London’s boroughs could be hit by a bill for up to £100m after mayor Boris Johnson reneged on a deal over the funding of the capital’s Freedom Pass scheme.
With up to £22m to be found next year, borough leaders fear they will be unable to hold council tax bills low enough to take part in the council tax freeze and have claimed the costs are a direct result of Mayor Johnson’s decision to raise bus fares by 12.7% last year.
Transport for London claim the fault lies with London’s boroughs for failing to sign a deal when it was originally offered.
The Freedom Pass entitles Londoners over 60 to travel for free on the capital’s public transport. The cost of the scheme – some £251m this year – is borne by London’s boroughs which negotiate an amount by which they reimburse Transport for London for the costs of the scheme. TfL has reserve powers to impose a cost should negotiations founder.
Under a five-year deal struck in 2009, London Councils and TfL agreed to cap the costs of the scheme each year and for the mayor to sponsor a private bill to significantly amend TfL’s reserve powers. But due to a dispute over an early-termination clause, London Councils didn’t sign the deal until this summer.
However, at Mayor’s Question Time on 15 September, Mayor Johnson announced he would no longer be abiding by the terms of the five-year deal.
London Councils now claims the costs of the Freedom Pass to boroughs could amount to an extra £22m next year - from £280.7m to £303m - and between £90m and £100m over the next four years. Officers are seeking urgent talks with TfL counterparts so that an agreement can be reached before 31 December at which point the reserve scheme would kick in allowing TfL to set a charge without any negotiation.
“For Boris, it’s heads we lose, tails he wins,” one London Councils officer said. “When he put the fares up this year, they went up by more than was assumed when we struck the five-year deal. Now he’s trying to recover that extra cost.
“The extra couple of hundred thousand pounds this will cost every borough will affect their ability to keep bills below 2.5%,” he added. “For one or two, the effect of the increase will take up a substantial proportion of that 2.5%.”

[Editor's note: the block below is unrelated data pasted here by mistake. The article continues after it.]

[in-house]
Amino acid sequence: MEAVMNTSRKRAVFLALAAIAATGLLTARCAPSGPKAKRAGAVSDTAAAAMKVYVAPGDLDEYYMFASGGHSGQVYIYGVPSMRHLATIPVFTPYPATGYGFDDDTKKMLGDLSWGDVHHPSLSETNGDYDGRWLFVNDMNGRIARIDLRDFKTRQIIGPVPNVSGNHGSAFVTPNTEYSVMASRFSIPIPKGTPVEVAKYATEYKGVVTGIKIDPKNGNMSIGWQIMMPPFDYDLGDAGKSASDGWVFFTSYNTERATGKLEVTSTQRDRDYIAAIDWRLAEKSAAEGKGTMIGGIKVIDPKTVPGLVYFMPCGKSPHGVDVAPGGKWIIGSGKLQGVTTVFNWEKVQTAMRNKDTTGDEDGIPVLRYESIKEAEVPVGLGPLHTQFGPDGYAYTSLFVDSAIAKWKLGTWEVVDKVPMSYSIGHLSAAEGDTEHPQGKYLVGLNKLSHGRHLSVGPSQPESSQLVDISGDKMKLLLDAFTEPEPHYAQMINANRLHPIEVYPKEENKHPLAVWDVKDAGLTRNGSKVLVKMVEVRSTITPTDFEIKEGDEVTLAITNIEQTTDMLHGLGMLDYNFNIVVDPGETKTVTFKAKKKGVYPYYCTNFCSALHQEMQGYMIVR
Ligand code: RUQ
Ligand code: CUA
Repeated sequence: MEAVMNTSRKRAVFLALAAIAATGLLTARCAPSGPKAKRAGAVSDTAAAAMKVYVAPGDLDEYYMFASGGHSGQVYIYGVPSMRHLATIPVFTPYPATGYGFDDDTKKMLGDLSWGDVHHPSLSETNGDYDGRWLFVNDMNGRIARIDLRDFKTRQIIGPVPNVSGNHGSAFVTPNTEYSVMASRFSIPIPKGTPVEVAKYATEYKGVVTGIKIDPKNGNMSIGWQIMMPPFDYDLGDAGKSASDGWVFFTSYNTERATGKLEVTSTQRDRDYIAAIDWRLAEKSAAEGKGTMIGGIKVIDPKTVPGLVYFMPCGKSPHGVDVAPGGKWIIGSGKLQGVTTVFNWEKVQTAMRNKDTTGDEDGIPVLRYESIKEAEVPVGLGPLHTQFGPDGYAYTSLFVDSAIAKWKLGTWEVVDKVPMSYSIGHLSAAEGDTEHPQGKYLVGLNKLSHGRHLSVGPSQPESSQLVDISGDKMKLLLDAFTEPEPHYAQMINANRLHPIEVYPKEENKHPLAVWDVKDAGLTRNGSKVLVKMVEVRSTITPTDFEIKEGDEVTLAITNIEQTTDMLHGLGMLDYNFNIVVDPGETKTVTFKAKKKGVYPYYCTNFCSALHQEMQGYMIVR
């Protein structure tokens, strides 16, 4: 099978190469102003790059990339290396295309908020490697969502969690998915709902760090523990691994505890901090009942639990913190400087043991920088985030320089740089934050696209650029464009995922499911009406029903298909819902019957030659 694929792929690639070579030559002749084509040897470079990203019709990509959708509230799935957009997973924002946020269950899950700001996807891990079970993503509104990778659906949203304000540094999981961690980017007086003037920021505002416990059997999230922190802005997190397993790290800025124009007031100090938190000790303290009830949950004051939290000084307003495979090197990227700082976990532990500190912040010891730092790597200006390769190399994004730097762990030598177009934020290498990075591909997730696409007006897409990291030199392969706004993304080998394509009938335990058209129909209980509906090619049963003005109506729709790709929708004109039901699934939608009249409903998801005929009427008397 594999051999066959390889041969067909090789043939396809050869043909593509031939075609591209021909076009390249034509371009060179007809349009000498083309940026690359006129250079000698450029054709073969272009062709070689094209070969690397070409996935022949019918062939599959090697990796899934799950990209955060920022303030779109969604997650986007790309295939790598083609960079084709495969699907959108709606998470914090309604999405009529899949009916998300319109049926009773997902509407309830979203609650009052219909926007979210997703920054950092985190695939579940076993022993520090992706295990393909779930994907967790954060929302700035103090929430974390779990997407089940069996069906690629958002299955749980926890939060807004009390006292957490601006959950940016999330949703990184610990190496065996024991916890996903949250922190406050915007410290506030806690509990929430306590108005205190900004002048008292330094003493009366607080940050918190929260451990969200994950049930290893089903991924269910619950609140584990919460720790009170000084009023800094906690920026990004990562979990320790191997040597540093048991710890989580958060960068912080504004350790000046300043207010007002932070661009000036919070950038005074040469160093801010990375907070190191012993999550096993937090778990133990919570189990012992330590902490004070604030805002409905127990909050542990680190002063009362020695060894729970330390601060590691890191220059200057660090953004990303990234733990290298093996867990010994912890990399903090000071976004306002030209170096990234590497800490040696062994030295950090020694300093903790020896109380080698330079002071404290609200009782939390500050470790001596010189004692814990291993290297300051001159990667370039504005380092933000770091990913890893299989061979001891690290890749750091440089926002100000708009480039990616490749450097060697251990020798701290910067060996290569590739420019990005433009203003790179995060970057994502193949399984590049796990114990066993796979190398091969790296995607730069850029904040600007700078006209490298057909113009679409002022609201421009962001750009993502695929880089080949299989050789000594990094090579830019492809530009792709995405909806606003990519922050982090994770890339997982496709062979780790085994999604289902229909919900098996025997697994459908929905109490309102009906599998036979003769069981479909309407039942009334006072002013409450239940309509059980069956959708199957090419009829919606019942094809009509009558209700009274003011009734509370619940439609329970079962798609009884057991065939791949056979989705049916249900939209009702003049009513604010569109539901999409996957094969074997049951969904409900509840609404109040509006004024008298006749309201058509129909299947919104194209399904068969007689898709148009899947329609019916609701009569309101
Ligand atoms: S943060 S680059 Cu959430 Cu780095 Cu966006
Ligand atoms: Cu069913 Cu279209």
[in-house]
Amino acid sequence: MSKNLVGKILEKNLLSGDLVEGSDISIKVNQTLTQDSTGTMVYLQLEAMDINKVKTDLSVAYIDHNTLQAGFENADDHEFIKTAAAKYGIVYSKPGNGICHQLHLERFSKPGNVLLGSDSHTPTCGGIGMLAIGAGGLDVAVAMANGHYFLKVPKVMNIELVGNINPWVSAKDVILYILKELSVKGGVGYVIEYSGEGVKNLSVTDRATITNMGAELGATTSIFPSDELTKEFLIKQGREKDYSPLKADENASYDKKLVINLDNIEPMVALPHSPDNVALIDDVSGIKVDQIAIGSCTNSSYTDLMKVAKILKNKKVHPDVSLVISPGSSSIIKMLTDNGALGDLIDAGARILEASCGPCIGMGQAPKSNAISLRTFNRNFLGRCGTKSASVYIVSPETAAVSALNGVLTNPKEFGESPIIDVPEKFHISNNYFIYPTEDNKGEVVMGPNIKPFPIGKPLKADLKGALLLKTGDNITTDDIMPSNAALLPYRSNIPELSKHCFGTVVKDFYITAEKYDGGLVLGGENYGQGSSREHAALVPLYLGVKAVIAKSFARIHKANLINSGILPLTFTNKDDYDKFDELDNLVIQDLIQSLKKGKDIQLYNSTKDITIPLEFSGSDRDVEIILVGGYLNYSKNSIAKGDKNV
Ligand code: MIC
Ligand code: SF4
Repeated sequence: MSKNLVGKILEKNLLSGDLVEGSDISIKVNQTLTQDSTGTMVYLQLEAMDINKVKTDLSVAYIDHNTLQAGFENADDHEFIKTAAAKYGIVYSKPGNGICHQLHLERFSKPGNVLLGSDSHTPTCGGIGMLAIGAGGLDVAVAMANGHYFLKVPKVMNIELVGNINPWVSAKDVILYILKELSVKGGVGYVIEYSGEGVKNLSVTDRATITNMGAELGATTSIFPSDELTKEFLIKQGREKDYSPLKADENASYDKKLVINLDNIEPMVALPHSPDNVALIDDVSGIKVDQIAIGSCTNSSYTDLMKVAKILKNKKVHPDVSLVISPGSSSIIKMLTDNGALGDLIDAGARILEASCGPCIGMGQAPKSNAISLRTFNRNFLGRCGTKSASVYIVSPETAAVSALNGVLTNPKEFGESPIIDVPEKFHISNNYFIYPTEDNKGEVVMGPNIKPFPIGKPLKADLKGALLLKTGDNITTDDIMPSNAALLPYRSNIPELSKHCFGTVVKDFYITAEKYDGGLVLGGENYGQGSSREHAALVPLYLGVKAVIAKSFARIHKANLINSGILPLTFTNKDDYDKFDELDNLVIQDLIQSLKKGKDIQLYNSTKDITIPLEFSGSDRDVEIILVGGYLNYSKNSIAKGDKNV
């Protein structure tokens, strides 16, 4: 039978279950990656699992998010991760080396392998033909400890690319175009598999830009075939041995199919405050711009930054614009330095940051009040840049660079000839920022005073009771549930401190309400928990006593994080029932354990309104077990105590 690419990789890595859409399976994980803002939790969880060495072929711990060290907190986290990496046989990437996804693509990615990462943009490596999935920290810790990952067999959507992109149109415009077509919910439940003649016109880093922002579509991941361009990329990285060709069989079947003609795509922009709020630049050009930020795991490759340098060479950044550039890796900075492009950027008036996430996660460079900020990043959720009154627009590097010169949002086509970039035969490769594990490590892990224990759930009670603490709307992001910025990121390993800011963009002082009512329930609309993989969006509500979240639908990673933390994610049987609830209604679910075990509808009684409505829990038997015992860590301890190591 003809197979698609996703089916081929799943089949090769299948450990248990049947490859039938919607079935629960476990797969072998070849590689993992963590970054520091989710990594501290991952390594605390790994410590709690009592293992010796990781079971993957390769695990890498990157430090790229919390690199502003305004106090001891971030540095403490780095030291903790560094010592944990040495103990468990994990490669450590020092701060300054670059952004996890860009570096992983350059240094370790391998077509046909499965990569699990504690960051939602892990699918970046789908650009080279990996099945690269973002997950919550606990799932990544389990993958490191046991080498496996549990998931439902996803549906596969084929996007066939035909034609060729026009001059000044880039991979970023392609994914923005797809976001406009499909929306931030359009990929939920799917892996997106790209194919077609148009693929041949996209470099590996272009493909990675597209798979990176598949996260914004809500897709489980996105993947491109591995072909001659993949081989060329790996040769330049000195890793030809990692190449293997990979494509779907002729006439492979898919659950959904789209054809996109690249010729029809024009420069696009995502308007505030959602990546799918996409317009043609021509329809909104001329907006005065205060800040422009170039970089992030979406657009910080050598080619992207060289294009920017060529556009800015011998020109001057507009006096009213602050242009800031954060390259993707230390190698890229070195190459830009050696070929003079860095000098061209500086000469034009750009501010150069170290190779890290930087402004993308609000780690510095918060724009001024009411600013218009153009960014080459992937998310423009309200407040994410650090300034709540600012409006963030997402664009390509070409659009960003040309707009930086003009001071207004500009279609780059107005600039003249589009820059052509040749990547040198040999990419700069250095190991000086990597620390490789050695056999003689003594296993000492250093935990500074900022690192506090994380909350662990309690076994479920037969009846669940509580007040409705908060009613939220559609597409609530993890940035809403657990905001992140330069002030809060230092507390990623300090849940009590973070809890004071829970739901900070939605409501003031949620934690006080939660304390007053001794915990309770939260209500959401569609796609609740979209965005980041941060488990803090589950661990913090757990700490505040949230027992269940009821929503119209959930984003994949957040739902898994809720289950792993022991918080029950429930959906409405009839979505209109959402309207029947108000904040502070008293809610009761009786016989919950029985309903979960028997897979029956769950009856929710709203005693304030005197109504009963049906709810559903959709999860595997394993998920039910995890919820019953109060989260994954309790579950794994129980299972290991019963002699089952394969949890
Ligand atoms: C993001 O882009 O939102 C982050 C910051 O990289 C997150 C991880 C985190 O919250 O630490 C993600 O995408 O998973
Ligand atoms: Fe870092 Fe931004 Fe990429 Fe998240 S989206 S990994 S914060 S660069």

However, a TfL spokesman insisted London Councils were to blame for not signing the deal back in 2008 when it was first available.
“Legal responsibility for funding the Freedom Pass sits with London Councils and we reached an outline agreement with them in 2008 on a five-year funding deal,” he said. “London Councils failed to sign that deal and since that time the financial burden on TfL of the proposal has increased significantly. That means we need to take another look at the amount London Councils would provide to ensure they make a fair contribution.”
However, sources at London Councils pointed out that a letter from TfL’s transport commissioner Peter Hendy sent to London Councils on 15 September indicated that TfL would have exercised the early-intervention clause even if the deal had been signed. “Recent circumstances have been quite exceptional and would have led to TfL exercising its right to terminate even if the deal had been signed last year,” the letter stated.
Late 2008 – Boroughs and Mayor/TfL start negotiations over five-year funding deal
Feb 2009 – Agreed deal sent to London Councils’ Transport and Environment Committee
Oct 2009 – Boris Johnson announces 12.7% rise in bus fares, 3.9% rise in tube fares
July 2010 – London Councils relents over inclusion of early-termination clause and signs five-year deal; Boris Johnson does not sign deal
Sept 2010 – Boris Johnson announces he no longer intends to honour five-year deal
31st Dec 2010 – Date at which TfL reserve powers kick-in, allowing it to set the charge without negotiation